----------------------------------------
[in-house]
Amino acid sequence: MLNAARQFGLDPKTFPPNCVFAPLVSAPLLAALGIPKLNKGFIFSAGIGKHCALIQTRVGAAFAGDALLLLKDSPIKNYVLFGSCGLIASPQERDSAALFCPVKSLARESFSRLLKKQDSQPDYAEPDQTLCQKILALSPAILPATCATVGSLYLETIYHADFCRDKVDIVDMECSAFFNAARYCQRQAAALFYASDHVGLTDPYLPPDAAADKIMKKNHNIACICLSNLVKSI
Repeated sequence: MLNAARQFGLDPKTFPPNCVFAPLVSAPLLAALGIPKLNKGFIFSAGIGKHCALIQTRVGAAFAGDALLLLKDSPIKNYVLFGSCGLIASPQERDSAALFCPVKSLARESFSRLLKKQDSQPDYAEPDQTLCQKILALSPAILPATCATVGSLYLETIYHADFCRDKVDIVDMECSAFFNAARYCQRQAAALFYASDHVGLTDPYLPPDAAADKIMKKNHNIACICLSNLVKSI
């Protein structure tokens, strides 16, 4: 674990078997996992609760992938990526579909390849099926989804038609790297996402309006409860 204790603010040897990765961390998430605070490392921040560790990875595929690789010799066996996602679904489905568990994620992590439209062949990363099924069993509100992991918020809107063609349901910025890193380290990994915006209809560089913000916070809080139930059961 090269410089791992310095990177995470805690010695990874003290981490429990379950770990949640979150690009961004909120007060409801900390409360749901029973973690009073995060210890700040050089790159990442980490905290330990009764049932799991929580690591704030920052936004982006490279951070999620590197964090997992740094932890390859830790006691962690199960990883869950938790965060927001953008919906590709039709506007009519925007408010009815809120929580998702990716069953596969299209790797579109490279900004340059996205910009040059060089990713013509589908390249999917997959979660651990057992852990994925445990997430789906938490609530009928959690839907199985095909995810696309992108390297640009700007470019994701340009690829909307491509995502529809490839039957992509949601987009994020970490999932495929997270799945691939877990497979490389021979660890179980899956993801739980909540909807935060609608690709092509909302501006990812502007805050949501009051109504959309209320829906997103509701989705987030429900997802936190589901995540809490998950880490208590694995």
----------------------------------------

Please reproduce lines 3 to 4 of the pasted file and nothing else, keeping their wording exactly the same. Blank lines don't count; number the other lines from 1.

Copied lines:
Repeated sequence: MLNAARQFGLDPKTFPPNCVFAPLVSAPLLAALGIPKLNKGFIFSAGIGKHCALIQTRVGAAFAGDALLLLKDSPIKNYVLFGSCGLIASPQERDSAALFCPVKSLARESFSRLLKKQDSQPDYAEPDQTLCQKILALSPAILPATCATVGSLYLETIYHADFCRDKVDIVDMECSAFFNAARYCQRQAAALFYASDHVGLTDPYLPPDAAADKIMKKNHNIACICLSNLVKSI
């Protein structure tokens, strides 16, 4: 674990078997996992609760992938990526579909390849099926989804038609790297996402309006409860 204790603010040897990765961390998430605070490392921040560790990875595929690789010799066996996602679904489905568990994620992590439209062949990363099924069993509100992991918020809107063609349901910025890193380290990994915006209809560089913000916070809080139930059961 090269410089791992310095990177995470805690010695990874003290981490429990379950770990949640979150690009961004909120007060409801900390409360749901029973973690009073995060210890700040050089790159990442980490905290330990009764049932799991929580690591704030920052936004982006490279951070999620590197964090997992740094932890390859830790006691962690199960990883869950938790965060927001953008919906590709039709506007009519925007408010009815809120929580998702990716069953596969299209790797579109490279900004340059996205910009040059060089990713013509589908390249999917997959979660651990057992852990994925445990997430789906938490609530009928959690839907199985095909995810696309992108390297640009700007470019994701340009690829909307491509995502529809490839039957992509949601987009994020970490999932495929997270799945691939877990497979490389021979660890179980899956993801739980909540909807935060609608690709092509909302501006990812502007805050949501009051109504959309209320829906997103509701989705987030429900997802936190589901995540809490998950880490208590694995």